Jet’s internal pocketed filter worked great, even when it was repeatedly washed. I thought about replacing it after a few years of use, but the replacement cost was none too cheap, so I kept washing it -- just like I did with the outer electrostatic pre-filter and the old Jet Dust Dog canister filter. Since I was upgrading all of my dust collection filters, I decided it was time to get better filters for my Jet wall mounted collector as well.
Wynn also offered replacement filters for my Jet wall mounted dust collector, so I decided to purchase a set when I bought the replacement canister filter for my Jet central station dust collector. The old Jet electrostatic pre-filter was not rated, so who knows how efficient it was, but the new Wynn pre-filter (not electrostatic, $48.00 for 6) is rated at MERV 8, 35% ASHRAE.
Wynn's new prefilter mounted on Jet's AFS 1000.
Jet’s old inner three-pocketed filter for the AFS 1000 was 98% efficient at 5–microns and 85% efficient at 1-micron. The new Wynn four-pocket inner filter ($69.00 for 2) is rated at MERV 14, with 95% ASHRAE (99.6% at 5-microns, 92% at 1.0-microns and 79% at 0.5-microns) These new ambient filters did not require any modifications and were a snap to install.
Wynn's upgraded inner filter for the AFS 1000 features
4 pleats instead of Jet's original 3-pleat design.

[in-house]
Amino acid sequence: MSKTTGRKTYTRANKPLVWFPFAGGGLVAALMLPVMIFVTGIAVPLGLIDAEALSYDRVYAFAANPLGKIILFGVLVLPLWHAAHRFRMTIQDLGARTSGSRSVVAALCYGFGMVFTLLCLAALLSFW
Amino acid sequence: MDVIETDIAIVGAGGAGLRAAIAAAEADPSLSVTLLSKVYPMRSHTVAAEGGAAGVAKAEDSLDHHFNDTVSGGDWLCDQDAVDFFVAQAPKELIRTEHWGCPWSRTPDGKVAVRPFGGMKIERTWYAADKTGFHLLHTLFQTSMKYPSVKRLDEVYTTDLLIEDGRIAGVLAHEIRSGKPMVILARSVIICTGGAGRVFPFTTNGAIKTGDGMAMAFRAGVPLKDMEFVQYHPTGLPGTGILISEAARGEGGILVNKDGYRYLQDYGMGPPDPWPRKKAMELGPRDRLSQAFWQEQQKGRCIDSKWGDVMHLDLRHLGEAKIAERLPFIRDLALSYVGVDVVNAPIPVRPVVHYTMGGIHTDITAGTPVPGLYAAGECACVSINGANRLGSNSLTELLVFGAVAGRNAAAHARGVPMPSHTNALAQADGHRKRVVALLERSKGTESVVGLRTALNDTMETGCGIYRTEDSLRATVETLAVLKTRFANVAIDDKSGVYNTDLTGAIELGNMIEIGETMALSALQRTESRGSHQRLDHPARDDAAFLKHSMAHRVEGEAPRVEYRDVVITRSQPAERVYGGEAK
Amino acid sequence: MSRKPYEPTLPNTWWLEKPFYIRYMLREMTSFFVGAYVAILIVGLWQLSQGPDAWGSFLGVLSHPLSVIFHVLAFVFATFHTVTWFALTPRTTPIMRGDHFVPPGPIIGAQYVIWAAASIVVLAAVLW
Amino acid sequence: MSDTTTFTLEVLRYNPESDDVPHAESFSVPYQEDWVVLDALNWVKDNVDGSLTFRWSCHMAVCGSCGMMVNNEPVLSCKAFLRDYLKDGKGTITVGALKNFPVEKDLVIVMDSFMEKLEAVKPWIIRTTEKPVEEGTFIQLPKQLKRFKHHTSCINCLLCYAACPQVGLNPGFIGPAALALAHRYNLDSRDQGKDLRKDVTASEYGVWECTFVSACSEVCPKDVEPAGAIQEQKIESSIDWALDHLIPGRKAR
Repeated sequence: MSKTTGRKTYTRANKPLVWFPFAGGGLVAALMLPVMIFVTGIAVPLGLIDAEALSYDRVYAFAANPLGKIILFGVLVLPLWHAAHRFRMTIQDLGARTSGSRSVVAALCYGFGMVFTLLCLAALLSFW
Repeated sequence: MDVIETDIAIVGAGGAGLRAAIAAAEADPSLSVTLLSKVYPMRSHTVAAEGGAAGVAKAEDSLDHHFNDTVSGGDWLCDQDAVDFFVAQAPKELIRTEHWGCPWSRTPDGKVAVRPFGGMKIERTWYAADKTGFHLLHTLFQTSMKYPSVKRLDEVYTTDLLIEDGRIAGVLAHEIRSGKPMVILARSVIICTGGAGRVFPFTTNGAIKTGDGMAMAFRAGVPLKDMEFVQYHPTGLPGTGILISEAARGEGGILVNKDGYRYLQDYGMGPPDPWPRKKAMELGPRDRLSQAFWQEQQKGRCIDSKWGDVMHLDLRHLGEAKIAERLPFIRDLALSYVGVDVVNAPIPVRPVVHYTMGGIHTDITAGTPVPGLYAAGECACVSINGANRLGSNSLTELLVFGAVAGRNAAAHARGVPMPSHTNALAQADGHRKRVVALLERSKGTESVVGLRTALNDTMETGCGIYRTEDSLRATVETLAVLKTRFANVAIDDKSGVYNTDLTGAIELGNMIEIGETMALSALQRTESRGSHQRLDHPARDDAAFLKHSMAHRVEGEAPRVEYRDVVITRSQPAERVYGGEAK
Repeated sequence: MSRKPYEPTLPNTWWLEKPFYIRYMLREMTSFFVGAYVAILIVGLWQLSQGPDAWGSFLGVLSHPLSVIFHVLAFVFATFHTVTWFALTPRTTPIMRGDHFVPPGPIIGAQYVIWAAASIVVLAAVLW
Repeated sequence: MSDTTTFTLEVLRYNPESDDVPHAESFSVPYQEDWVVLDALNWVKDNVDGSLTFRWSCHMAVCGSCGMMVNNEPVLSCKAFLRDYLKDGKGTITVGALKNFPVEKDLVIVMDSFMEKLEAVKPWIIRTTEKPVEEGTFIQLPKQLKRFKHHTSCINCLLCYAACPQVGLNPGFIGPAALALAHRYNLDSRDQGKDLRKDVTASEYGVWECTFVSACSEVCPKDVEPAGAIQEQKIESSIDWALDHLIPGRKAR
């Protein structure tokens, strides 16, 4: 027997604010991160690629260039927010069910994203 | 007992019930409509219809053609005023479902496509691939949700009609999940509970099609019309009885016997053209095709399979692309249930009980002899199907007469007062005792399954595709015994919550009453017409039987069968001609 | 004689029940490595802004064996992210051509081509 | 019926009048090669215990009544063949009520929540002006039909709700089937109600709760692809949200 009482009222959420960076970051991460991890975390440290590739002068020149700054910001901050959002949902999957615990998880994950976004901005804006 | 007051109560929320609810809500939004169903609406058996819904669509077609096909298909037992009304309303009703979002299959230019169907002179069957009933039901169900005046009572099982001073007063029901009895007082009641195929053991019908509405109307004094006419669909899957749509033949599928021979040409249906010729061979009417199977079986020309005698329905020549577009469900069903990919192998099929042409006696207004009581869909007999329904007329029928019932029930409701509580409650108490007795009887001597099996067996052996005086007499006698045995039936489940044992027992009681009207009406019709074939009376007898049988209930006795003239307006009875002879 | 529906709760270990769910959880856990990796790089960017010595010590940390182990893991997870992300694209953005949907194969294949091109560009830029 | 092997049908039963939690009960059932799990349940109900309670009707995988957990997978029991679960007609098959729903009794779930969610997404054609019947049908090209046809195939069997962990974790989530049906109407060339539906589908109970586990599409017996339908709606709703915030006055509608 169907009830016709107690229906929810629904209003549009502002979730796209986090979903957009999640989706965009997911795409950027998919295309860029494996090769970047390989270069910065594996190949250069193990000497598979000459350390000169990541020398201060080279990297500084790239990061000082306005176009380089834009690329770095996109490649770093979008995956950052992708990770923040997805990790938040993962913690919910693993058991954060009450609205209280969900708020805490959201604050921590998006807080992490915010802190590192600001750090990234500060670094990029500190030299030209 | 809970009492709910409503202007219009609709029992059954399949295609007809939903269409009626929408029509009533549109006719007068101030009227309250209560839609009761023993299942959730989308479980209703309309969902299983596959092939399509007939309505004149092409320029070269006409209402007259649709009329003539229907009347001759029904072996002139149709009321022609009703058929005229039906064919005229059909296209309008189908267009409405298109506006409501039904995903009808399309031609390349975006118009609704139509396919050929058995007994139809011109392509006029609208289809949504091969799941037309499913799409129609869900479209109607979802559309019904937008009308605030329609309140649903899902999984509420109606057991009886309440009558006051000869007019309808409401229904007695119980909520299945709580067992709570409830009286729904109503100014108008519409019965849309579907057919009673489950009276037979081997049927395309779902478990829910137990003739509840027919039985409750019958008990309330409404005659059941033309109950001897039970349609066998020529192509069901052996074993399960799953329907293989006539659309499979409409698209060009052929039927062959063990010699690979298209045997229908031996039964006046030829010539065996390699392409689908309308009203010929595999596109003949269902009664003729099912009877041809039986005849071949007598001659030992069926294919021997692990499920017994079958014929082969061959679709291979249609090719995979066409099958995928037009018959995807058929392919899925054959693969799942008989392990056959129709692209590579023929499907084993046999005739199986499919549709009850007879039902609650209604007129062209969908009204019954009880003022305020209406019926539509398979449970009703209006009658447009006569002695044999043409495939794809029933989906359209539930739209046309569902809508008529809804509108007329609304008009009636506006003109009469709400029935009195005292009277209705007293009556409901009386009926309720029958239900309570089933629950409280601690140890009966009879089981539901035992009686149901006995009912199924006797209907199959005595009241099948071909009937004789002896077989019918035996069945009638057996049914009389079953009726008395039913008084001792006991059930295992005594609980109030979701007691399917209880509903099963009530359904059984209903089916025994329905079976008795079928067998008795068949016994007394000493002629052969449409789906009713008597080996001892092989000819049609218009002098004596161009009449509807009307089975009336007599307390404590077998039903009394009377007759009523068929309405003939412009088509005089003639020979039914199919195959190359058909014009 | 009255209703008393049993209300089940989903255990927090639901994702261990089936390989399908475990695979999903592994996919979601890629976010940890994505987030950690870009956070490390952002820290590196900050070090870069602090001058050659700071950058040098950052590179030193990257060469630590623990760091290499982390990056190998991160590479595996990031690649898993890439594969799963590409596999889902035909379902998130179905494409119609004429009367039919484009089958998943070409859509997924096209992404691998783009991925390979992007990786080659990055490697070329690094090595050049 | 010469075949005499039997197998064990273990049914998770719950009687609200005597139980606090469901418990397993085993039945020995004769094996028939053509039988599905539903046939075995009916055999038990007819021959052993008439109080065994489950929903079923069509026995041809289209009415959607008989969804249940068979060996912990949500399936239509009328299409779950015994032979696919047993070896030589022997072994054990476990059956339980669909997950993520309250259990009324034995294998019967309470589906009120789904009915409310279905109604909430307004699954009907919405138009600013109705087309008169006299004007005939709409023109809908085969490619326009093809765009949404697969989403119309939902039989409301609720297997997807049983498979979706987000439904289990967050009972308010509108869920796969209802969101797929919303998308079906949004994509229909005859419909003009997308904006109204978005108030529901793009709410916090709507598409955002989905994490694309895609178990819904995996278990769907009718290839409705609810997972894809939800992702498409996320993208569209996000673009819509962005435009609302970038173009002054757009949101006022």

With the installation of these last few parts, my dust collector upgrading is now complete. The only nit left to do is to install a new six-inch drop and blast gate for my Delta Unisaw table saw. The old girl is getting a lot more use these days and the temporary connection I had always used in the past is getting to be a pain to setup and take down. The journey continues…
Take a look at your system and see if an upgrade is in order. Remember, you only have two lungs and replacements are hard to come by. Your lungs and your loved ones will thank you.
Note: All of these items were purchased by me at regular retail prices via online websites/phone orders. There are other options besides Wynn filter products, take a look around the Internet and see what works best for you. Cheers!
Safety Note: Always follow all manufacturers safety instructions before working with your lathe, or any of the tools or products you may use. If you are unsure about any operation, obtain competent professional instruction before proceeding. Use and wear all necessary safety devices during turning and observe safe woodturning practices to prevent accident or injury.
Steven D. Russell is a professional studio woodturner, teacher and writer. He has written numerous articles for international woodturning magazines, which have been published in more than 78 countries around the world. Steve has demonstrated in numerous cities across the United States. His studio, Eurowood Werks, specializes in bowls, platters and hollow forms with unique visual and tactile treatments.
Steve is also the current and founding President of the Lone Star Woodturners Association, Inc., an AAW member chapter. The LSWA is a 501(c)3 non-profit educational organization dedicated to teaching and demonstrating the art and craft of woodturning.
Steve is also a featured writer for the Guild of Master Craftsman's "Woodturning" magazine, published in London England. Woodturning magazine is the world's leading magazine for woodturners. Look for his articles covering technical topics, or project based articles in an upcoming issue.